Implementing PERFECT-ER with Plan-Do-Study-Act on acute orthopaedic hospital wards: Building knowledge from an implementation study using Normalization Process Theory

Fox, Chris ORCID:, Hammond, Simon P ORCID:, Backhouse, Tamara ORCID:, Poland, Fiona ORCID:, Waring, Justin, Penhale, Bridget ORCID: and Cross, Jane ORCID: (2023) Implementing PERFECT-ER with Plan-Do-Study-Act on acute orthopaedic hospital wards: Building knowledge from an implementation study using Normalization Process Theory. PLoS One, 18 (2). ISSN 1932-6203

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Background: Delivering care to growing numbers of patients with increasingly ‘complex’ needs is currently compromised by a system designed to treat patients within organizational clinical specialties, making this difficult to reconfigure to fit care to needs. Problematic experiences of people with cognitive impairment(s) admitted to hospitals with a hip fracture, exemplify the complex challenges that result if their care is not tailored. This study explored whether a flexible, multicomponent intervention, adapting services to the needs of this patient group, could be implemented in acute hospital settings. Methods: We used action research with case study design to introduce the intervention using a Plan-Do-Study-Act (PDSA) model to three different hospital sites (cases) across England. The qualitative data for this paper was researcher-generated (notes from observations and teleconference meetings) and change agent-generated (action plans and weekly reflective reports of change agents’ activities). Normalization Process Theory (NPT) was used to analyze and explain the work of interacting actors in implementing and then normalizing (embedding) the intervention across contexts and times. Data analysis was abductive, generating inductive codes then identified with NPT constructs. Across the three cases, change agents had to work through numerous implementation challenges: needing to make sense of the intervention package, the PDSA model as implementation method, and their own role as change agents and to orientate these within their action context (coherence). They had to work to encourage colleagues to invest in these changes (cognitive participation) and find ways to implement the intervention by mobilising changes (collective action). Finally, they created strategies for clinical routines to continue to self-review, reconfiguring actions and future plans to enable the intervention to be sustained (reflexive monitoring). Conclusions: Successful implementation of the (PERFECT-ER) intervention requires change agents to recognize and engage with local values, and then to enable its fit with practice and wider contextual goals. A context of constant change fragments normalization. Thus, sustaining practice change over time is fragile and requires change agents to continue a recursive two-way sense-making process. This enables implementation and normalization to re-energize and overcome barriers to change.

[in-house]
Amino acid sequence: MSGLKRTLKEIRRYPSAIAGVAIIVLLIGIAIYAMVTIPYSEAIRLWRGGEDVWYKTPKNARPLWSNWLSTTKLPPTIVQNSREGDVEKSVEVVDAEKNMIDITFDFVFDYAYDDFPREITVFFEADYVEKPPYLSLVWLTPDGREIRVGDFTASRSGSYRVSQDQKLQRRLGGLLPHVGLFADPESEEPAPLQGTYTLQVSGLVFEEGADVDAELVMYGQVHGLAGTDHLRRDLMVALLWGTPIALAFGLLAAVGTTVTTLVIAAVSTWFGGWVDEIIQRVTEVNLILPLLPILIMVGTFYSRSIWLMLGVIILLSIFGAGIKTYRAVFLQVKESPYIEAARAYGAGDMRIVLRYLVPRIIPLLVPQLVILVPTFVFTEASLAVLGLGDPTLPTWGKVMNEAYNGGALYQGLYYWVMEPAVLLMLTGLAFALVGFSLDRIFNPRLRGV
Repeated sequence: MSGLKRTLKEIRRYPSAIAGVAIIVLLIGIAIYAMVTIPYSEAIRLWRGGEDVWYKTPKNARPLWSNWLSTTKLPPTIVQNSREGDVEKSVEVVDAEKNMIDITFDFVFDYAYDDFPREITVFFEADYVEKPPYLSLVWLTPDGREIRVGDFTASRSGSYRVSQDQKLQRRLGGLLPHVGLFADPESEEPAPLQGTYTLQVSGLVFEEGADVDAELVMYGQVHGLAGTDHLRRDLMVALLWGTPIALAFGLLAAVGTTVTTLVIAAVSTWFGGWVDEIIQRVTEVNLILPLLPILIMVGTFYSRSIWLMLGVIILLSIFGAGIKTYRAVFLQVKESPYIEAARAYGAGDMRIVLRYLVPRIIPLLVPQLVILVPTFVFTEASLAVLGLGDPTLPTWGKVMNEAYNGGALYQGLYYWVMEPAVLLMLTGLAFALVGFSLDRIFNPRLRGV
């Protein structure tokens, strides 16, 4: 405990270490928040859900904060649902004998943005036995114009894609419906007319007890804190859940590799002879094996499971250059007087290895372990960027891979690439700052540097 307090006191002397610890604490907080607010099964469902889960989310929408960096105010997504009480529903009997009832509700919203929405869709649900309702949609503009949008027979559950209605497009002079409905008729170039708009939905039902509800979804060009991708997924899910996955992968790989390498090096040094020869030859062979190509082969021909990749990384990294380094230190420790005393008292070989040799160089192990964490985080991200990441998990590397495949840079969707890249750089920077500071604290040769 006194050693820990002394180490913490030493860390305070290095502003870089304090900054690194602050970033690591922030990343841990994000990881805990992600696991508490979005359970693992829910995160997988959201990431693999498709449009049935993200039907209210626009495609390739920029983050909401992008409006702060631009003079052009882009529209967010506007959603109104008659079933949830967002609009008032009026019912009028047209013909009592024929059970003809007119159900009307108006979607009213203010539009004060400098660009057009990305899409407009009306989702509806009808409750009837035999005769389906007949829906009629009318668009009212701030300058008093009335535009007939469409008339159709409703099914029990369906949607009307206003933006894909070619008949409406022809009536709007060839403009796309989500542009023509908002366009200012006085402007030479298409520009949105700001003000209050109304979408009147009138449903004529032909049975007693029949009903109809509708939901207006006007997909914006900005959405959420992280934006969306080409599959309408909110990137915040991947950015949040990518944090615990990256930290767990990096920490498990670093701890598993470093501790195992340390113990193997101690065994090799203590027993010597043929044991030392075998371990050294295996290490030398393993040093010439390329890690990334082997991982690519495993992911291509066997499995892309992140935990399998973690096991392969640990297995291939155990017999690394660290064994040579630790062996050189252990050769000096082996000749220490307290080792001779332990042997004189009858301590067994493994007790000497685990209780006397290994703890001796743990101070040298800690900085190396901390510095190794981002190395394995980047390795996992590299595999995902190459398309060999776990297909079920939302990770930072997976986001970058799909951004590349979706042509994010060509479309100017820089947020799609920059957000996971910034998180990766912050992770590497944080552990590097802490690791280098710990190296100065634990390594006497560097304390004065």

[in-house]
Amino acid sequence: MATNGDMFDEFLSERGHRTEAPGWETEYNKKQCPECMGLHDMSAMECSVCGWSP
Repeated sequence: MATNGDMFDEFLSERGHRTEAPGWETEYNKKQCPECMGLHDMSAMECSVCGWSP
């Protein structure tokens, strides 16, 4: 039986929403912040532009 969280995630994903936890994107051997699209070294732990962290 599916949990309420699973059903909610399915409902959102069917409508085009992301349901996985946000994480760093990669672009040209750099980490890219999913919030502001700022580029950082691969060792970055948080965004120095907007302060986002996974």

Item Type: Article
Additional Information: Funding Information: NIHR PGfAR (ref: DTC-RP-PG-0311-12004).
Faculty \ School: Faculty of Medicine and Health Sciences > Norwich Medical School
Faculty of Social Sciences > School of Education and Lifelong Learning
Faculty of Medicine and Health Sciences > School of Health Sciences
Related URLs:
Depositing User: LivePure Connector
Date Deposited: 27 Feb 2023 14:30
Last Modified: 22 Mar 2023 12:30
DOI: 10.1371/journal.pone.0279651

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